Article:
Thousands of Bangladeshi factory workers left without salary on Eid

Around 60 factories failed to pay workers, most of them women, while 478 shut down in the last two months

  
FILE PHOTO: Women work in a garment factory, as factories reopened after the government has eased the restrictions amid concerns over the coronavirus disease (COVID-19) outbreak in Dhaka, Bangladesh, May 3, 2020.

FILE PHOTO: Women work in a garment factory, as factories reopened after the government has eased the restrictions amid concerns over the coronavirus disease (COVID-19) outbreak in Dhaka, Bangladesh, May 3, 2020.

Reuters/Mohammad Ponir Hossain/File Photo

DHAKA: More than 10,000 Bangladeshi garment factory workers spent the last day of Ramadan protesting for salaries but were left without allowances to celebrate Eid Al-Fitr with their families on Monday.

According to the Bangladesh Garment Manufacturers and Exporters Association (BGMEA), up to 60 factories did not pay their workers before the Eid holidays while 478 have closed over the past two months after orders worth more than $3.15 billion were canceled and payments stopped by Western retailers.

Since the outbreak of the coronavirus disease (COVID-19), the country’s textile industry has received a huge blow to its exports as many Western retailers have withheld payments for orders that have been placed or delivered.

In March, the Bangladeshi government announced a stimulus package of $600 million in lieu of salaries and bonuses for the garment workers.

“Most of our factories have paid the workers their salaries and bonuses before Eid. However, few couldn’t clear the payments as they had lost all work orders and faced an extreme financial crunch,” Arshad Jamal Dipu, vice president of the BGMEA, told Arab News.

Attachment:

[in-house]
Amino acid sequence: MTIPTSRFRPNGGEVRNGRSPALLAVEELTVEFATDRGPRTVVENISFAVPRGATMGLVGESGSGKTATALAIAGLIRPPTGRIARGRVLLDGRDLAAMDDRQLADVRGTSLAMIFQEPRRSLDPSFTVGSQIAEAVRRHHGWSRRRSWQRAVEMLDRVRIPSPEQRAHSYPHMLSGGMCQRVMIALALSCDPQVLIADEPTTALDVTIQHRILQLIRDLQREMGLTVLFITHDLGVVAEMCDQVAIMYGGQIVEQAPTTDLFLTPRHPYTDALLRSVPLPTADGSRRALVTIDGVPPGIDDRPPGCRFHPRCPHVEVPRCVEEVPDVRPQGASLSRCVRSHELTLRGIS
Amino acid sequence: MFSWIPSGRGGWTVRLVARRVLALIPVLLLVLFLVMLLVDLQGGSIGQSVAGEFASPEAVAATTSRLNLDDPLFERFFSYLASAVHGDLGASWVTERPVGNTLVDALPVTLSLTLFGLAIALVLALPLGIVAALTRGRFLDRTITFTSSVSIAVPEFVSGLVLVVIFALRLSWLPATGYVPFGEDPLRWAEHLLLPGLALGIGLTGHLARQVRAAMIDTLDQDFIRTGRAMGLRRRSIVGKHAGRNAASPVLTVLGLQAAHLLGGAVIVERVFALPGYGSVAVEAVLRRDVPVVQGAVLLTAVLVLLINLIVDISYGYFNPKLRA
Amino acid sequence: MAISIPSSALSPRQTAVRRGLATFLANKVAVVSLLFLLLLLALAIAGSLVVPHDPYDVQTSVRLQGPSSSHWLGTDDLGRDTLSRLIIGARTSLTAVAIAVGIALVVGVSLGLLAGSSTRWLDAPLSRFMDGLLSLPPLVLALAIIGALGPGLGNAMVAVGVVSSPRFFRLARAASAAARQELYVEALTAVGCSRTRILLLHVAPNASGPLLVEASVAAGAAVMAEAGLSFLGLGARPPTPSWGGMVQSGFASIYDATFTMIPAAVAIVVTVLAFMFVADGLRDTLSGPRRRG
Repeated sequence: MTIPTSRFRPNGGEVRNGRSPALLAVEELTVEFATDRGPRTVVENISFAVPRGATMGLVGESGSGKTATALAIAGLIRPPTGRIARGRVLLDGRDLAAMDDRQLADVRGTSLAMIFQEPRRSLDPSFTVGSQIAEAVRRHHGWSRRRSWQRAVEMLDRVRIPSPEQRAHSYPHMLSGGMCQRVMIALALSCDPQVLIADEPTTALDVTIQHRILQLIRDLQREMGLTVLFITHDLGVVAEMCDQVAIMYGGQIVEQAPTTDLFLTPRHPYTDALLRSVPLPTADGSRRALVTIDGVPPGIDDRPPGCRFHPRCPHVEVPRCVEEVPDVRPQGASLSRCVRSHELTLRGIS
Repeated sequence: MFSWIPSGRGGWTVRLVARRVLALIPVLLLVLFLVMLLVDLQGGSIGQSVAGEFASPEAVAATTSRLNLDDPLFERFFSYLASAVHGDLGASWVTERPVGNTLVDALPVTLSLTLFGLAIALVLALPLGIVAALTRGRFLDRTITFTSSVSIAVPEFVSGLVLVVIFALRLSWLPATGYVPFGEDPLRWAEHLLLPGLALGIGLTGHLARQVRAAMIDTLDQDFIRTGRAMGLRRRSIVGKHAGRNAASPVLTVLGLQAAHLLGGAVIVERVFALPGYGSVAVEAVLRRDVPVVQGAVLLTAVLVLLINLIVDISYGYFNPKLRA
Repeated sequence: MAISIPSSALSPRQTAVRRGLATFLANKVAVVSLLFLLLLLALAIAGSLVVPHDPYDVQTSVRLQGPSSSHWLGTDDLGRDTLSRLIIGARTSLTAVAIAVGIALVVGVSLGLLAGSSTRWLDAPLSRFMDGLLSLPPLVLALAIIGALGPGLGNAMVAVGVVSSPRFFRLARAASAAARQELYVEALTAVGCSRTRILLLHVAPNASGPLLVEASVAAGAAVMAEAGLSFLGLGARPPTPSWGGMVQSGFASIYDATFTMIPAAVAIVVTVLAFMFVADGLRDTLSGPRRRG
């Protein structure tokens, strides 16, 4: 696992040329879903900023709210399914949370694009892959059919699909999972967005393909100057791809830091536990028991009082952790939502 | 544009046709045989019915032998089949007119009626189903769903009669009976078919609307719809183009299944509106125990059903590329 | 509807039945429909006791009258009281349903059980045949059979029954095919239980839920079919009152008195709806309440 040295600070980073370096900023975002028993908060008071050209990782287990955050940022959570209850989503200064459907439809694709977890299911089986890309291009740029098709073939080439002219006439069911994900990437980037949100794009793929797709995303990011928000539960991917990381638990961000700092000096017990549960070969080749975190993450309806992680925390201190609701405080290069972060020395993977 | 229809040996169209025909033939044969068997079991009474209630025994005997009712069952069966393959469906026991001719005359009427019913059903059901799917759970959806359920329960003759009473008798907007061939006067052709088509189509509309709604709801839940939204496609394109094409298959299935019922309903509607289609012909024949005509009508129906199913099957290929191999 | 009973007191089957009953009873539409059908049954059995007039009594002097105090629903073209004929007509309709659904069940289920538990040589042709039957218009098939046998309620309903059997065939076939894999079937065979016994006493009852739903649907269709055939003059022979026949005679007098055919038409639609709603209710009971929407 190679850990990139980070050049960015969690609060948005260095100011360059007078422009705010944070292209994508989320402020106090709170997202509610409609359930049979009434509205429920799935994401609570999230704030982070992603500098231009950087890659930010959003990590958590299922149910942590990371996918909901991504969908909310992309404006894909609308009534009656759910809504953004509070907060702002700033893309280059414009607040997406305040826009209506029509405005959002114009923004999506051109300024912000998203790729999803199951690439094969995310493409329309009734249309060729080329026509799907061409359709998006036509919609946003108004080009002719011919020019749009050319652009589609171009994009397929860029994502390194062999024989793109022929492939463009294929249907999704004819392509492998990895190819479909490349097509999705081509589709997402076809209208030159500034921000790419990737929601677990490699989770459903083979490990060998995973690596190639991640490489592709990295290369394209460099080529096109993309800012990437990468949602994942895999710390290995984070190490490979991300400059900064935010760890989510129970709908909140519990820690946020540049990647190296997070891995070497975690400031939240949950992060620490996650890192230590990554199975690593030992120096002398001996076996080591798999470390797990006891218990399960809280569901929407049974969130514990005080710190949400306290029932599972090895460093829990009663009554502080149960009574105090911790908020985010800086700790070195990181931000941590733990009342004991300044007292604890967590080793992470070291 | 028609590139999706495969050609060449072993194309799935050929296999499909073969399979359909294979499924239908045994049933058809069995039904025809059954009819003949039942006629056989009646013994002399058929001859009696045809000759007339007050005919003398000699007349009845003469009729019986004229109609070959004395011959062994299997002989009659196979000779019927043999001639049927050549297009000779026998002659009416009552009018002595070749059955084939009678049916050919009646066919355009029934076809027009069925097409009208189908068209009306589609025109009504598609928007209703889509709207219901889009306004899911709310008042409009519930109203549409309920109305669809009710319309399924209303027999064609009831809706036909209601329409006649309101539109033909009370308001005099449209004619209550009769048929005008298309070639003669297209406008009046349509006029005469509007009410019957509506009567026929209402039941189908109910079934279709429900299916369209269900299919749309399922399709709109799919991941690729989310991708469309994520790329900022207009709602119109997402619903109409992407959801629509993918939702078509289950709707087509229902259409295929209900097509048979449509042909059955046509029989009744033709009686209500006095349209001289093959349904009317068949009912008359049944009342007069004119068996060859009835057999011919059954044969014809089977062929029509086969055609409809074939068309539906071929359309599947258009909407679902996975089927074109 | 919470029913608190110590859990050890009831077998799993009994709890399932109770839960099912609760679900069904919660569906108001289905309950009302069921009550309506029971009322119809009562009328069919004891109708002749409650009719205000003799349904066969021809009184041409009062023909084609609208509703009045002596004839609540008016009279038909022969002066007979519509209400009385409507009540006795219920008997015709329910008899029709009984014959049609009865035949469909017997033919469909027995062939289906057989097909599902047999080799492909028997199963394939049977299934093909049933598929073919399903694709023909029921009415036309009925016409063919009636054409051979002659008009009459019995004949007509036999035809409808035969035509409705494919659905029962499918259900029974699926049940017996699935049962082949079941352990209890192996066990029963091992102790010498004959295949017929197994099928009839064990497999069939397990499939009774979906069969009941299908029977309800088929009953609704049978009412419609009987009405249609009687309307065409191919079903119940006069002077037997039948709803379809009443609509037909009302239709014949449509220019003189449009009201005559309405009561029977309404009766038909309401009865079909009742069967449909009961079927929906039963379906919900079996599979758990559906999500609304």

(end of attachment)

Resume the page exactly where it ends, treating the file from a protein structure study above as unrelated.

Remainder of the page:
“The factories which were unable to pay their workers were the ones that didn’t qualify to apply for the government stimulus package. These are mainly small and medium-scale factories that worked as subcontractors for big factories,” Dipu added.

According to government guidelines, only factories that have exported 80 percent of their products in recent years could claim government funding.

Dipu said that in many cases the buyers are offering a discounted rate or deferred payment to the Bangladeshi garment suppliers citing an “act of God” which threw the industry into a “vulnerable situation.”

Nazma Akter, president of the combined garment workers’ federation, said her organization has the information of around 20,000 factory workers who were left unpaid before Eid.

“We will sit with factory owners as well as the BGMEA leaders immediately after the Eid vacation. Our factory workers should be paid immediately as they belong to the marginalized group of society,” Akter told Arab News.

Meanwhile, the government is considering legal action against factories that have failed to pay their workers on time.

“The factory management was supposed to pay all the dues before Eid holidays. We will file cases in the labor court against the factory authorities once the courts resume after Eid vacation,” Shib Nath Roy, inspector general of the Department of Inspection for Factories and Establishments, told Arab News, adding: “We will also stop renewing their licence to operate for failing to pay staff’s dues.”

Textile exports are the largest foreign currency earning source for Bangladesh.

Last year, the sector earned $36 billion for the country, according to the BGMEA.

There are over 4,000 textile factories in the country employing more than 4 million workers, most of which are women, the body said.

Copyright: Arab News © 2020 All rights reserved. Provided by SyndiGate Media Inc. (Syndigate.info).

Disclaimer: The content of this article is syndicated or provided to this website from an external third party provider. We are not responsible for, and do not control, such external websites, entities, applications or media publishers. The body of the text is provided on an “as is” and “as available” basis and has not been edited in any way. Neither we nor our affiliates guarantee the accuracy of or endorse the views or opinions expressed in this article. Read our full disclaimer policy here.

More From Global